coined.If you look for TS as an academic and professional discipline today you will find itlodged often in western European universities and translation-training institutes,frequently in departments of comparative literature, for example, The Catholic Universityof Louvain, University College London, University of Manchester, and Tartu Universityin Finland. In the US, the University of Massachusetts-Amherst and SUNY-Binghamtonsupport robust centers of TS work. The European Society of TS and now a counterpart inthe USA, The American Translation and Interpreting Studies Association, bring TSscholars together at professional meetings. Leading journals include
, and
. Publishers such as Benjamins, Rodopi, and St. Jerome carry largeinventories of TS monographs and reference worksThe scope of TS is vast because TS is not a single field but a composite, interdisciplinarynetwork (some say tangle) of data, methods, theories, and hypotheses from fields asdiverse as cultural studies, modern language studies, post-colonial studies, gender studies,cognitive linguistics, anthropology, sociology, brain research, semiotics, and media andcommunications studies. Stefano Arduini, a distinguished linguist at the University of Urbino and the director of the San Pellegrino Institute for Translating and Interpreting(the venue for the annual Nida School) uses the metaphor of the rhizome, a kind of knotted bulb or plant root, to describe TS. What all TS scholars share in common,
Phil Noss, former Translation Studies Coordinator for UBS; Phil Towner, former UBS Director of Translation Services (now Dean of the Nida Institute); Freddy Boswell, former Director of TranslationServices for SIL International, now President and CEO, SIL International.
Even-Zohar , “Polysystem Theory.”
 Poetics Today
1(1-2, Autumn 1997), 287-310.
3however, no matter what specialized field they stand in, is a passion to research and better understand translations as instances of cultural mediation and human cognition.
Some Key Concepts and Positions of TS 
Because of the composite, interdisciplinary nature of TS it is risky to generalize andisolate key concepts and positions. But here are some that (to me at least) stand for concepts and positions that are both representative of TS and of special interest to Biblescholars and Bible translators. They include 1) the ubiquity of translation; 2) the targetorientation of TS; 3) the role of audience understanding; 4) a concern with the ethics of translation that includes a protest against the invisibility of the translator; 5) anunderstanding of translation as cultural mediation rather than as simply literary production; 6) an inclusive concept of translation that brings together a wide-ranging setof phenomena including literary, Bible, audiovisual, multimedia, technical, legal, andscientific translation, as well as film dubbing and subtitling, and conference interpreting, both consecutive and simultaneous.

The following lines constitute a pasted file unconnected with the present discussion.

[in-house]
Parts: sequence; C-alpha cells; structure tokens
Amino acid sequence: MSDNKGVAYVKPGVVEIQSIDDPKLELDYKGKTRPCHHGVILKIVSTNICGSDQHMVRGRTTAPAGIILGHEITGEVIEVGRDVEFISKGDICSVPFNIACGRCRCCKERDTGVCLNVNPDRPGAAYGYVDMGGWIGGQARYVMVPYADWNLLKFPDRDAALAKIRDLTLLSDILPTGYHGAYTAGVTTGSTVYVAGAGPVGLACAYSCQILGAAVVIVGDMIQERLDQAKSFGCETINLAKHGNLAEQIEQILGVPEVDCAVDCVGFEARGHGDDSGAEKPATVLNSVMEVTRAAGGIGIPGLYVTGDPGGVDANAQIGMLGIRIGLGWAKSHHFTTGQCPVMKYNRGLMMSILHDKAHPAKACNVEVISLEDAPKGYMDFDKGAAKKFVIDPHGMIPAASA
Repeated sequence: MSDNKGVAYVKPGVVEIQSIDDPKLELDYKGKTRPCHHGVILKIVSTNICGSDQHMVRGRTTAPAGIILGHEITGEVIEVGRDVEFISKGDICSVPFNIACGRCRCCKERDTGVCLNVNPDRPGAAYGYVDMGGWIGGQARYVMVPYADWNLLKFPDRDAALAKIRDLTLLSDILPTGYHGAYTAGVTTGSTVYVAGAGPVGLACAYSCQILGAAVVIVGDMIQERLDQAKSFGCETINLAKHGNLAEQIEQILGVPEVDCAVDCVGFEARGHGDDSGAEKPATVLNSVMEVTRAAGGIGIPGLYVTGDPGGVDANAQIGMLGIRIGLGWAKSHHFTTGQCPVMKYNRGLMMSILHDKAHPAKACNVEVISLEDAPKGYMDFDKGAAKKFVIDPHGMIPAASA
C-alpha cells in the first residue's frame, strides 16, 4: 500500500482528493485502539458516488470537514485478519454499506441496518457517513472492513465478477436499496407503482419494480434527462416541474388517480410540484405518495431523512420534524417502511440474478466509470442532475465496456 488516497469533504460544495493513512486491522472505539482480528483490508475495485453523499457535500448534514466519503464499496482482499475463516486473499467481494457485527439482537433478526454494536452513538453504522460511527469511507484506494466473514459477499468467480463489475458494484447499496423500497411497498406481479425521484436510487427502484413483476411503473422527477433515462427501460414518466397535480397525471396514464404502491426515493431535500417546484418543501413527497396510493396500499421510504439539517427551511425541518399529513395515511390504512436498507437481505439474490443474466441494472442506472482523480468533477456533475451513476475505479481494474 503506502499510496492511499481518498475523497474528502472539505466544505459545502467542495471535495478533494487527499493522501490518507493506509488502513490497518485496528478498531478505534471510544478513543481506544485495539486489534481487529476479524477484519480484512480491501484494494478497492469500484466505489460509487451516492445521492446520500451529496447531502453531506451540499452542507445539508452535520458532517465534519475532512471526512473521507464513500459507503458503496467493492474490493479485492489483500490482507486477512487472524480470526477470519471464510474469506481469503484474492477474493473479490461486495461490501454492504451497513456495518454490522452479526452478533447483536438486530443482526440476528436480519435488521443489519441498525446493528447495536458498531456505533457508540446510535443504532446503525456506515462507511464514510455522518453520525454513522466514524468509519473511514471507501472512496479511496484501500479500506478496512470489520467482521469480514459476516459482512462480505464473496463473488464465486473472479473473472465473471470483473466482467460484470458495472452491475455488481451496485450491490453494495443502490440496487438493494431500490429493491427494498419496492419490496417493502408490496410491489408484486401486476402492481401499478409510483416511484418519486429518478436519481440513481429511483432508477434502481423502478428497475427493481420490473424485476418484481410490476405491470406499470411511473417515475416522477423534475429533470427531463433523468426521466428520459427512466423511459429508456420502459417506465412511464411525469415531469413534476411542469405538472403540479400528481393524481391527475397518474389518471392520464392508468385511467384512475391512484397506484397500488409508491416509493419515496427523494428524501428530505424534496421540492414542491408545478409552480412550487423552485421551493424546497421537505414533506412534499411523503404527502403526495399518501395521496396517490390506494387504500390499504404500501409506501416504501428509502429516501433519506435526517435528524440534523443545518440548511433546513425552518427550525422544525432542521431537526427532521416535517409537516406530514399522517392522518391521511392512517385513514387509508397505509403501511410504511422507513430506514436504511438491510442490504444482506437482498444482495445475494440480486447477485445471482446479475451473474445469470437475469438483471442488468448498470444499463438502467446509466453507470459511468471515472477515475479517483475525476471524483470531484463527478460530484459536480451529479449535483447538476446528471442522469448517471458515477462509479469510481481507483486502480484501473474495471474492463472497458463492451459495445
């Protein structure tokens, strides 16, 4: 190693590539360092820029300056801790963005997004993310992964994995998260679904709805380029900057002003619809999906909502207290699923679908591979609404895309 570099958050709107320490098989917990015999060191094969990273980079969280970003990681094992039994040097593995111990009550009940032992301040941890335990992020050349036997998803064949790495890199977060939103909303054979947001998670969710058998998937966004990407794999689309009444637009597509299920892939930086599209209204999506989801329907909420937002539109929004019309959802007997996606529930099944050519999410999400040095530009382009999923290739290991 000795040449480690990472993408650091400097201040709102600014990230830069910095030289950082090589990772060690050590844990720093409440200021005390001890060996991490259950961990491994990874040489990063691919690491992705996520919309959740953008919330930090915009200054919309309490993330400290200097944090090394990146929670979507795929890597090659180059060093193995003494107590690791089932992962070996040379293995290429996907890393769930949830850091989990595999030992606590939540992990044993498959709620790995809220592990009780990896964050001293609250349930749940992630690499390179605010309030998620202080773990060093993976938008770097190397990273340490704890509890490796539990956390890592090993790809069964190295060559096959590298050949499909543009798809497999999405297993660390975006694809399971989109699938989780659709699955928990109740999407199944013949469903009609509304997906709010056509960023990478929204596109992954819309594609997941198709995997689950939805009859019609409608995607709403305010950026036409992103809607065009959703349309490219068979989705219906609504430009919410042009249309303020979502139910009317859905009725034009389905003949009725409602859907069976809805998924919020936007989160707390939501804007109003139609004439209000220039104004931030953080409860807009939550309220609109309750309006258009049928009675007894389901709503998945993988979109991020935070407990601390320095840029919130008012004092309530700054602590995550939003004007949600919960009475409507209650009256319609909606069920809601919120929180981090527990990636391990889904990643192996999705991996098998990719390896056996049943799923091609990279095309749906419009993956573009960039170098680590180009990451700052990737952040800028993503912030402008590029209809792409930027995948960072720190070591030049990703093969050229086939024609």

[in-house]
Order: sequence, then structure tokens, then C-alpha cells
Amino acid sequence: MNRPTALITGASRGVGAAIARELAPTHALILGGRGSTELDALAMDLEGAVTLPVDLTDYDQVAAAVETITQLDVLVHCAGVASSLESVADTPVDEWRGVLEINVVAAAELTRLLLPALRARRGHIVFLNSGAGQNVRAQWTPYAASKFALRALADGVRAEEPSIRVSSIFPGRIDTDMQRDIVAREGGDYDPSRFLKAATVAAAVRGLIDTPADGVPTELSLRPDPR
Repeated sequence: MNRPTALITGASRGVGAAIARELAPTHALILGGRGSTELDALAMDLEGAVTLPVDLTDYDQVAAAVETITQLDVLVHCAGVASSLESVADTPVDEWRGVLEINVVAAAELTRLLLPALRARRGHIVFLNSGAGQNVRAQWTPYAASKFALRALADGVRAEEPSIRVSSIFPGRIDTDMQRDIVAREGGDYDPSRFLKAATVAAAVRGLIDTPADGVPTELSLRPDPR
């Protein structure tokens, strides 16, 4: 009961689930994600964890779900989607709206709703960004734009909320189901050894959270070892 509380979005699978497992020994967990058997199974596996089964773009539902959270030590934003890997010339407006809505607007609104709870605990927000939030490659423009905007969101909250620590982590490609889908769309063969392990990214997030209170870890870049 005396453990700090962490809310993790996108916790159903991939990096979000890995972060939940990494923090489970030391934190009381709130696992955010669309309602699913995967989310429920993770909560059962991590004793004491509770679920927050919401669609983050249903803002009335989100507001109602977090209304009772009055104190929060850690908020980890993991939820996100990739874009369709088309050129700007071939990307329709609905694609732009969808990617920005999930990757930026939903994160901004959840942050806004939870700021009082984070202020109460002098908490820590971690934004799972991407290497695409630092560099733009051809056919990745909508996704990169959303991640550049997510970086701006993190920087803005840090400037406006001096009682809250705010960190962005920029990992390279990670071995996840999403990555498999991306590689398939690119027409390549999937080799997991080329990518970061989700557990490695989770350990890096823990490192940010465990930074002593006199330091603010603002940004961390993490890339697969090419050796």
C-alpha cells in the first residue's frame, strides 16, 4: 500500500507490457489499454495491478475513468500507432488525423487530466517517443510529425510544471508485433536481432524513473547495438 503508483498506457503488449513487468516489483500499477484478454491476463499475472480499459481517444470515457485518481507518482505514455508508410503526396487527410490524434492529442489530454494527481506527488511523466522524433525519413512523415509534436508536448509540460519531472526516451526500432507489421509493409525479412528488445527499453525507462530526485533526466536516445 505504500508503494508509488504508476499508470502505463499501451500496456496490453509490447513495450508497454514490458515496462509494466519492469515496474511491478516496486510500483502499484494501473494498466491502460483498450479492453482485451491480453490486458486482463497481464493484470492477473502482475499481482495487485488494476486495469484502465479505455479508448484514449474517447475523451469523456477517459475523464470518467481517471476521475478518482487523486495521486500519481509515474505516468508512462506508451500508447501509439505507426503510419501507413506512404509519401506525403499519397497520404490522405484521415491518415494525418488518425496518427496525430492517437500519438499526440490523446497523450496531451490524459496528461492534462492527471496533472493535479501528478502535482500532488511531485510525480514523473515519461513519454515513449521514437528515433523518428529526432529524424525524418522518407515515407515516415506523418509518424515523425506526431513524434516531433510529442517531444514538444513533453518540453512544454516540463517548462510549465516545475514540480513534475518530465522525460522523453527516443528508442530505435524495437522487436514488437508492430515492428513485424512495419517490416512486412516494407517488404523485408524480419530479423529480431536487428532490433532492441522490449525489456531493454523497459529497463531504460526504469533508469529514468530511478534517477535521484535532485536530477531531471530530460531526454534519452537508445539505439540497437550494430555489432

1. Ubiquity of Translation
José Lambert, who along with figures such as Gideon Toury, Theo Hermans, and JamesHolmes is one of the founders of modern TS, still gives an annual presentation at theCETRA research seminar on the ubiquity of translation. He always begins by asking: Isthere any institution, period of history, or field of human activity that does not includetranslation in some form? The answer seems to be No. Classic literature including sacredtexts such as the Hebrew Bible and the New Testament rely heavily on translation for their dissemination. This is no less true of standard children’s literature, for example,Grimm’s fairy tales and Aesop’s fables.Wire services (AP, Reuters) that provide feeds for television, radio, internet, and news papers draw on translation and interpreting services to turn foreign language sourcematerial into mother tongue reports. Technical, scientific, touristic, and legal texts areregularly translated for global consumption. Without translation and interpreting servicesthere would be no political and military institutions such as the European Union, NorthAtlantic Treaty Organization, Association of Southeast Asian Nations, and the United Nations. Nor would we have multi-national corporations such as General Electric, nor humanitarian agencies such as World Vision, nor international religious bodies such aschurches and Bible societies. The arts and entertainment sectors regularly depend ondubbing, subtitling, superscripting, adaptation, rewriting and other translation strategiesto communicate with global audiences.TS has drawn an important consequence from this observed ubiquity of translation andinterpreting: it has given translation the status of an object of academic research, worthyof the most careful and rigorous study and scrutiny from as many different vantage pointsand fields of interest as possible. By so raising translation to the status of a researchobject, TS has declared as obsolete a long-held (and still widespread notion) of translation and interpreting as derivative literature and discourse, less valuable thanoriginal literature and discourse. TS rejects any notion of translation and interpreting as products of untrained hack workers, destined for poor pay and invisibility. For TS,